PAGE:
It's nice that the water got implemented though.


March 03, 2002, 04:41 PM

Well, i've tried it now.. For all but one of the water types I get a black window, but the deep water one works cool (80fps, GeForce2, 800mhz athlon, 256RAM). I very much like the lighting on the water.

For the ones that don't work, it seems to report the vertices and other bits correctly (i.e. if I pan with the mouse, the vertex count goes down to 0 - pressumably the thing goes offscreen).

Here is the log:

INFO @ 00000s: ------------------------------------------------------------
INFO @ 00000s: Begin logging
INFO @ 00000s: ------------------------------------------------------------
INFO @ 00000s: Loading settings from "Test.set"
INFO @ 00000s: Initializing Direct3D ...
INFO @ 00.16s: Direct3D initialization complete.
INFO @ 00.16s: Default fill mode is solid.
INFO @ 00.16s: Default alpha blend mode is off.
INFO @ 00.16s: Default specular lighting is off.
INFO @ 00.16s: Default texture is none.
INFO @ 00.16s: Default material is white.
INFO @ 00.22s: Initializing DirectInput ...
INFO @ 00.22s: DirectInput initialization complete.
INFO @ 38.45s: Shutting down DirectInput ...
INFO @ 38.45s: DirectInput shut down complete.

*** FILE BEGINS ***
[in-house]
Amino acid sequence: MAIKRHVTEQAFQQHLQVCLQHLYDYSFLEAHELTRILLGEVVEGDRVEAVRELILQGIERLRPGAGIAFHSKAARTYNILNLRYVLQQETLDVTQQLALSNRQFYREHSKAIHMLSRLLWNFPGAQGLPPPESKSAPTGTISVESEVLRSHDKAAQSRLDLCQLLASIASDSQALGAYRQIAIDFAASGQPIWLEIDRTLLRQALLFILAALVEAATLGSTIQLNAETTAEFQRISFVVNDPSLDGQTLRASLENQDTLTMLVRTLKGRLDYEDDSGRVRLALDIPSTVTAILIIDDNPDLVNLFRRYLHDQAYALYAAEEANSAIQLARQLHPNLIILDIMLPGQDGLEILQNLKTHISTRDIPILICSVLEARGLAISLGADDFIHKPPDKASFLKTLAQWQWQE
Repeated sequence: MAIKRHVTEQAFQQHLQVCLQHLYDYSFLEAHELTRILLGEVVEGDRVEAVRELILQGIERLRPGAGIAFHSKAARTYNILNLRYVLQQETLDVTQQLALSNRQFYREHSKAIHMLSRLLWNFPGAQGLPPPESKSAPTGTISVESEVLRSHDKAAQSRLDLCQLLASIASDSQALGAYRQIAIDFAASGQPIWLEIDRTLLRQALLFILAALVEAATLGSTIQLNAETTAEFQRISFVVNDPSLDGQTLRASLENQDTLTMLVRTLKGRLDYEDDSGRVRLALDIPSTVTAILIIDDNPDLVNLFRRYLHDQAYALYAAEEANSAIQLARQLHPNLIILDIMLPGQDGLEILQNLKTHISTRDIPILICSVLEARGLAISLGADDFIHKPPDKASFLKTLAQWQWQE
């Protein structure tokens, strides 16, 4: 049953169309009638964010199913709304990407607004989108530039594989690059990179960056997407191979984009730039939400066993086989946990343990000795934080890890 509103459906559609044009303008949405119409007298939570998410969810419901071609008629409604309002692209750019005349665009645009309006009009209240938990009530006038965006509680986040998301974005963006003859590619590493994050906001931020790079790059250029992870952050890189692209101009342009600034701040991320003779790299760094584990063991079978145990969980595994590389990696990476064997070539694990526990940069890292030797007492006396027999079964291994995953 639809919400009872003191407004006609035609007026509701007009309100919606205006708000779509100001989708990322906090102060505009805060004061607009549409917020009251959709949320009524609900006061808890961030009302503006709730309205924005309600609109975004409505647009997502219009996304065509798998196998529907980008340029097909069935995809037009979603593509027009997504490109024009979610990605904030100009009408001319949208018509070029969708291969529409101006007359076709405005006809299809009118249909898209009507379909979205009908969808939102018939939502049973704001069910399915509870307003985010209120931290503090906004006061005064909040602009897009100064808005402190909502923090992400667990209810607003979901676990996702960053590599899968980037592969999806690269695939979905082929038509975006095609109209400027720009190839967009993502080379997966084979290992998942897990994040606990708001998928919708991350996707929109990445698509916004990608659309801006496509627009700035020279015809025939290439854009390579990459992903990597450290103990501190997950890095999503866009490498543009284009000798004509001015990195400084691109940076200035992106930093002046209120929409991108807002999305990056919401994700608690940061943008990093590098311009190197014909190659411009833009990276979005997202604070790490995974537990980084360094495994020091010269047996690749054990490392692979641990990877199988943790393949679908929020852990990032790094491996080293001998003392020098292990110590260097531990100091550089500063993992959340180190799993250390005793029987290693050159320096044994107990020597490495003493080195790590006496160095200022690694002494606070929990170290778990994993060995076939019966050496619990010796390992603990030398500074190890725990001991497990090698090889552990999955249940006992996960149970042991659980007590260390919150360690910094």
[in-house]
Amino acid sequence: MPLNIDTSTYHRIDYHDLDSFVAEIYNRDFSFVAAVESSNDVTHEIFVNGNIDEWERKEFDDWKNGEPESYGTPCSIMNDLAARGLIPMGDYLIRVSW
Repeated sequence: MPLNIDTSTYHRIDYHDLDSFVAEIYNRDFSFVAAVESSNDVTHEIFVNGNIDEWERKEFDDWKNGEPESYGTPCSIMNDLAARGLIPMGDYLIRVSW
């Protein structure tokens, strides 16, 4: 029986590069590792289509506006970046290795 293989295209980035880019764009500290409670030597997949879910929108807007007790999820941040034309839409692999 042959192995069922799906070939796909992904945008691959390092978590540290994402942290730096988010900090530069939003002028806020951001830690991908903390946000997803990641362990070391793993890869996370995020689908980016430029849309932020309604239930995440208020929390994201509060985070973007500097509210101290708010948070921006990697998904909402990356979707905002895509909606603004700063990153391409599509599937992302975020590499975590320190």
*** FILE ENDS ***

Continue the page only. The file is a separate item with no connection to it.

INFO @ 38.45s: Shutting down Direct3D ...
INFO @ 38.45s: Direct3D shut down complete.

Nice work,


March 03, 2002, 05:01 PM


The last algorithm (the one you see when you push space until it doesn't change any more) is looking great!

Can you give us any details about that algo? :-)

Jeff Olson

March 03, 2002, 05:02 PM

Very spiff, I'm going to read up on the papers later.


March 03, 2002, 05:08 PM

Cool ;) - Austria rules ;)

Have fun


March 03, 2002, 05:11 PM

Works great, very nice. I especially like the last deep water version.



March 03, 2002, 05:15 PM

Do you have your Direct3D set to debug mode?


March 03, 2002, 05:48 PM

Your deep water looks as good as the SIGGRAPH paper! Nice job.


Hiro Protagonist

March 03, 2002, 06:00 PM

Wow. I really like this one.
I played around with the textures on your demo and was able to make some very nice looking water. The textures in the screenshots you showed had a bit too much contrast INMHO. I didn't see any changes when playing with the heightmap, so I am assuming that you procedurally change the hight map based on something other than the original data. Very cool stuff.